Kristallnacht, or the Night of Broken Glass, was a state-sponsored pogrom organized by the Nazi Party on November 9-10, 1938 throughout Germany, Austria and in the Sudetenland, Czechoslovakia. It was officially presented as a "spontaneous outburst" provoked by the assassination of the third secretary of the German embassy in Paris, Ernst vom Rath, by Herschel Grynszpan, a young Polish-Jew. Apparently with Hitler's consent, Joseph Goebbels hinted that this was the "hour for action against the Jews".
Instructions were conveyed to Nazi Party members throughout Germany and Austria that encouraged Party members, along with members of the SA, Storm Troopers, to participate in the pogrom. Synagogues were destroyed and burned; shop windows of Jewish-owned stores were shattered; and the stores were looted. Jewish homes were assaulted and, in many places, Jews were physically attacked. Approximately 30,000 Jews – especially those in positions of visibility, with perceived influence and wealth – were arrested.
In the aftermath, the damage to Jewish property was estimated at several hundred-million reichsmarks, and the insurance payments due to the owners of demolished stores came to 25 million reichsmarks. A decision was made by the hierarchy of the Nazi party to levy a fine of one-billion reichsmarks on the Jewish community, under the pretext of reparation for the murder of vom Rath. The state also confiscated the insurance payments due to Jewish store owners while at the same time making them liable for the repairs.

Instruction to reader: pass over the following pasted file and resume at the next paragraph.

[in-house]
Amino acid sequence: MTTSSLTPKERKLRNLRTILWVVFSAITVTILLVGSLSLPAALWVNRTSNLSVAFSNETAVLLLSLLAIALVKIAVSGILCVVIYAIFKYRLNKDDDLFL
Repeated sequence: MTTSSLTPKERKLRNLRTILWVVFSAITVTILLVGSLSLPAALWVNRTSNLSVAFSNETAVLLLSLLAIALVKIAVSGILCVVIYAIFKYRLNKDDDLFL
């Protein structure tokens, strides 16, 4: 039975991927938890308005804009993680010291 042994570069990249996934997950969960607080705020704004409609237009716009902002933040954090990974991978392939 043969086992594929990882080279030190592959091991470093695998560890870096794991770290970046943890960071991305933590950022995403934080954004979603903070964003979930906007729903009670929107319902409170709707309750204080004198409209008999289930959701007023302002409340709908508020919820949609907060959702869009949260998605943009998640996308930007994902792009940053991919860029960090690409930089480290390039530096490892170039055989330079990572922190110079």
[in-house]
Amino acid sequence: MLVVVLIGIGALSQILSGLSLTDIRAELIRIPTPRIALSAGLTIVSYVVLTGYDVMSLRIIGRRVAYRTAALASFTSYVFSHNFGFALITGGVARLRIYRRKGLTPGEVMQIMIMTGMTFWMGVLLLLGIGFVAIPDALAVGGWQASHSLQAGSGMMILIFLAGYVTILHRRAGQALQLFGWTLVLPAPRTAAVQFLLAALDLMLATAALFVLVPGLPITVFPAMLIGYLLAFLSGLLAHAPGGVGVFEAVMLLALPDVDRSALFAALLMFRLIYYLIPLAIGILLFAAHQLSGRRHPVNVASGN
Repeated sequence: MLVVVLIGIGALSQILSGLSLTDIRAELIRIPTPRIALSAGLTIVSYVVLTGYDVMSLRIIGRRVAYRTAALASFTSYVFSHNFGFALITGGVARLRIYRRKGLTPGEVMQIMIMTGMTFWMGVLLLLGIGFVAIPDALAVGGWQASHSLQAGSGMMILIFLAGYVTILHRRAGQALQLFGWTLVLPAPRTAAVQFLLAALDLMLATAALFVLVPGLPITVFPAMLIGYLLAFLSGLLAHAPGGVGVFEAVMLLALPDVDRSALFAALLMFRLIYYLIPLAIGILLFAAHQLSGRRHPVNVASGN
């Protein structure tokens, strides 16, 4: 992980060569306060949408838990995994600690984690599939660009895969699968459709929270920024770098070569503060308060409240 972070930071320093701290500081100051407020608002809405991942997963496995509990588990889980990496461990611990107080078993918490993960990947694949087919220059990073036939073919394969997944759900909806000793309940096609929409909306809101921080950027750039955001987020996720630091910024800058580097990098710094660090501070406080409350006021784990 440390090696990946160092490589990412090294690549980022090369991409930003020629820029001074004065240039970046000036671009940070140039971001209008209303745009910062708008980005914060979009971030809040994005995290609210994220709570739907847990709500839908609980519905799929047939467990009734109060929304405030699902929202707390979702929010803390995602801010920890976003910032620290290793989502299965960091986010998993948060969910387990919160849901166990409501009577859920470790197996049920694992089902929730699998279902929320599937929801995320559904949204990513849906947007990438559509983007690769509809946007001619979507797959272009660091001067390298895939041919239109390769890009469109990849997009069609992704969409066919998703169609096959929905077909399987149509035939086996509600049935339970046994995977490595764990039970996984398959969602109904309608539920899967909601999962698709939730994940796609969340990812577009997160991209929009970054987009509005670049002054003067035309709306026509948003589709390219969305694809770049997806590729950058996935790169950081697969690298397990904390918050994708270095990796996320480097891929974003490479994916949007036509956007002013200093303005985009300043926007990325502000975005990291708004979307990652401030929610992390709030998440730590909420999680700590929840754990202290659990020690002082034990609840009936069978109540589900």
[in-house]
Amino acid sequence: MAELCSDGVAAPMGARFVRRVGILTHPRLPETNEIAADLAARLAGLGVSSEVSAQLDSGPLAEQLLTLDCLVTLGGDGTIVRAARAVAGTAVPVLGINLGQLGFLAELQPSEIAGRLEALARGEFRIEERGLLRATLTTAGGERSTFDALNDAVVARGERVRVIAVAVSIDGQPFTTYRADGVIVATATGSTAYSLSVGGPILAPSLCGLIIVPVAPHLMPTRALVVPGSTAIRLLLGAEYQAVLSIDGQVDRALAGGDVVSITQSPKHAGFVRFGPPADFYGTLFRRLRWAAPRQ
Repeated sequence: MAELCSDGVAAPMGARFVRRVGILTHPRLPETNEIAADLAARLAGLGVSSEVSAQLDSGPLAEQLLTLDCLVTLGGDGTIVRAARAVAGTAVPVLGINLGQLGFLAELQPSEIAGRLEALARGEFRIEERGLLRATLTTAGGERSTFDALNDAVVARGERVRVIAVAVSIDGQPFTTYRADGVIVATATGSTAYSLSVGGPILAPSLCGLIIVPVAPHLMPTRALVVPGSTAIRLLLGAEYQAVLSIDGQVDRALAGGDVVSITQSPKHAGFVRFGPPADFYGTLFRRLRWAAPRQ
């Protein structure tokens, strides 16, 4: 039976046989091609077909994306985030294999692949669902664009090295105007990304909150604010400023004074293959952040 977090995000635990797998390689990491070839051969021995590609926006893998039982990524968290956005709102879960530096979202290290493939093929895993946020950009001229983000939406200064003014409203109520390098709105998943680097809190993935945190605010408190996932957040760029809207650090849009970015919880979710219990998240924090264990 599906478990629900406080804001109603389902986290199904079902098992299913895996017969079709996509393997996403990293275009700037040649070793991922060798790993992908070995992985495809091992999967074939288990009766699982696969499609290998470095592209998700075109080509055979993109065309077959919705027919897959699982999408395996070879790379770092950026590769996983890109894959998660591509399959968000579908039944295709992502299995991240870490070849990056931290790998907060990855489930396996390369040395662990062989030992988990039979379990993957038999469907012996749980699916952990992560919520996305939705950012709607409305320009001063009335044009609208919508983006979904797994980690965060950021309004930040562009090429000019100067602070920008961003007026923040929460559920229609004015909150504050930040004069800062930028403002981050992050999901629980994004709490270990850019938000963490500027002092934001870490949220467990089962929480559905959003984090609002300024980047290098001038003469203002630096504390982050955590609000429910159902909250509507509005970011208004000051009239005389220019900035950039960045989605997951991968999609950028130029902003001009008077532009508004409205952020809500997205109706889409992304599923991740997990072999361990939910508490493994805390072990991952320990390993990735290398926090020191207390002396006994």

Kristallnacht was a turning point. It was the Nazis' first experience of large-scale anti-Jewish violence and opened the way to the complete eradication of the Jews' position in Germany.
The Holocaust Center's annual Lessons from Kristallnacht program is made possible through the generosity of Edgar and Sandy Snyder.
Both the annual community program and day-long teacher workshop looks at the complex political forces and racial beliefs and policies underlying the Nazis' rise to power as well as how one can apply the lessons one learns from the study of the Holocaust to today's world.